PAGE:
Talk about an Influencer.
For 40 years Ronni Chasen plied her craft in a way that many publicists did when I first entered the film industry in the late 70s, but few do anymore. She was creative, personal, passionate, and yes, tenacious. But she was also a class act.
Chasen will be missed, said her friends, family, clients and colleagues at her packed memorial service Sunday at the Hillside Memorial Park. Most of the crowd of 750 couldn’t fit into the chapel, and shivered under a wind-tossed tent outside. Publicists Vivian Mayer-Siskind, Jeff Sanderson, Kathie Berlin and Heidi Schaeffer, her brother, director Larry Cohen, and client/friends Lili Fini Zanuck and Hans Zimmer recalled a respected well-coiffed lady who sparked a room whenever she entered it, worked tirelessly on behalf of her clients, nurtured younger press agents, and said “I love you” before hanging up the phone.
“I thought she only said that to me,” Zanuck told the crowd. “She would be shocked by this outpouring, and pissed that her age is now part of her last name. She has literally stopped the show; the industry came to a standstill.” Chasen’s goal was to push her clients into the spotlight; she never gossiped, Zanuck said: “She never promoted herself. She was the real deal.” Zanuck scoffed at any speculation about workaholic Chasen’s secret life. “Ronni would have been happy to have had a life, let alone a secret one.”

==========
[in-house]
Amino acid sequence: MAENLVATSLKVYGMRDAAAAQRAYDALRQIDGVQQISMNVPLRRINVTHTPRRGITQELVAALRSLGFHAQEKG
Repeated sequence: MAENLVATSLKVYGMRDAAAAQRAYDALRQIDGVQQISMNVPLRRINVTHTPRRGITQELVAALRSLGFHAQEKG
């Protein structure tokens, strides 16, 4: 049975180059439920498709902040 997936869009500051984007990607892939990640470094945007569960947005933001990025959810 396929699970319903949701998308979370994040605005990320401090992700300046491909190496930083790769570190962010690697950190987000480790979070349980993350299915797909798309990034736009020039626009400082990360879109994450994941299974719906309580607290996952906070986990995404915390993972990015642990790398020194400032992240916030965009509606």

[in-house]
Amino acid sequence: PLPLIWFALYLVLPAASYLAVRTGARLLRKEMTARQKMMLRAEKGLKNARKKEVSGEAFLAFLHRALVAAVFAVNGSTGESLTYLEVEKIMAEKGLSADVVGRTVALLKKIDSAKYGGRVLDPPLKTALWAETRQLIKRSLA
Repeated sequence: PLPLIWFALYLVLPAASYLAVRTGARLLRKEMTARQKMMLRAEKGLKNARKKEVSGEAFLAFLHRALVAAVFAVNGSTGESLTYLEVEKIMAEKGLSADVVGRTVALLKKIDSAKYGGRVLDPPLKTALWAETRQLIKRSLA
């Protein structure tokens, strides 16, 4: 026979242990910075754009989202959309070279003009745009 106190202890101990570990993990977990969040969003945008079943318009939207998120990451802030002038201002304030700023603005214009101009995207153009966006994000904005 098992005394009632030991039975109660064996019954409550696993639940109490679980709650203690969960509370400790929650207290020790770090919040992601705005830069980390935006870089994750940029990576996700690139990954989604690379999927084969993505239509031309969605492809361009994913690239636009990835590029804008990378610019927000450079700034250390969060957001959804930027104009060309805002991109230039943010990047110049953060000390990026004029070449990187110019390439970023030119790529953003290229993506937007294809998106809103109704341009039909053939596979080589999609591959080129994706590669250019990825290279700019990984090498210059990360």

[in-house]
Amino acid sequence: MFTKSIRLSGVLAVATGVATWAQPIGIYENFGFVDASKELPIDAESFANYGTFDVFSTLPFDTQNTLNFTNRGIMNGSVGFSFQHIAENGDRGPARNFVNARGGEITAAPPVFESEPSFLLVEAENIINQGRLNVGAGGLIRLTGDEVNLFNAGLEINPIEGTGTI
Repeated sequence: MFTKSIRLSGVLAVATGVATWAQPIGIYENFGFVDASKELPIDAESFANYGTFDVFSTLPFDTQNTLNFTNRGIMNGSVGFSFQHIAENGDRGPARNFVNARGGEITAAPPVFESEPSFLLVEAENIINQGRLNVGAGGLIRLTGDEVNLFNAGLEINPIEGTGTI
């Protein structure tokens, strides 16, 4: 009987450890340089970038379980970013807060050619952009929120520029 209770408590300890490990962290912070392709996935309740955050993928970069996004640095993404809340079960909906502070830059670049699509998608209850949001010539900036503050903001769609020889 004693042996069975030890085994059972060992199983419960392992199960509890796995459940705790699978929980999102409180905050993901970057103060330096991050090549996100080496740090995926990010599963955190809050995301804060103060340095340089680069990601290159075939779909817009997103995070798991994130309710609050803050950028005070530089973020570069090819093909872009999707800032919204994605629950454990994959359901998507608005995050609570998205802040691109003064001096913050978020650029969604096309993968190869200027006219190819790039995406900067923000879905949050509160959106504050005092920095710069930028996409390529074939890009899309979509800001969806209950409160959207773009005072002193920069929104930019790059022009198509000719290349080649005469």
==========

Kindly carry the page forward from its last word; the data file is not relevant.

Nor did Chasen ever try to take anyone’s clients away, said New Yorker Kathie Berlin, who worked with Chasen at Rogers & Cowan for years, sharing clients, before they both reported to Alan Ladd at MGM. Chasen liked to enjoy an early 6:30 PM dinner because she not only got better service, but could get home to finish up memos to her staff and emails. After hip surgery, Chasen arranged for all orders for flowers from her favorite florist to go toward the purchase of a tree. “She’s now upstairs changing the seating arrangements,” said Berlin, recalling how Chasen sat vigil with her dying former boss Warren Cowan. “She held a lot of our hands.”
Cohen grew up with younger sister Ronni, “his little companion,” in Washington Heights, New York and recalls carrying her home from the movies when they ran out of bus fare and taking her to her first celebrity encounter after seeing Roy Rogers and Dale Evans at Madison Square Garden. “I touched the Queen of the West!” she told bus riders on the way home.
Years later when they attended the Academy Awards together, Cohen’s sister took him back to her apartment to sew up his ripped tuxedo before hitting the Governors Ball. “Where did you learn this?” he asked. “I went to sewing school and got an A,” she told him. “She got an A in a lot of things: personality, perseverance, dedication and loyalty,” he said. “She was an A person.”
Chasen client T Bone Burnett and wife Callie Khouri comforted each other during the brief ceremony, sitting in the same row as vet publicists Marvin and Don Levy; nearby were Bruce Cohen, Richard Fischoff, Mark Pogachefsky, Neil Koenigsberg, Robert Forster, Adam Keen, Chris Day, Gregg Kilday, Steve Pond, Nicole Sperling, Rebecca Keegan, Steve Chagollan, Sharon Swart, Rob Friedman, Michele Robertson, Jeffrey Godsick, Julian Myers, Ron Yerxa, Albert Berger and Ron Bernstein.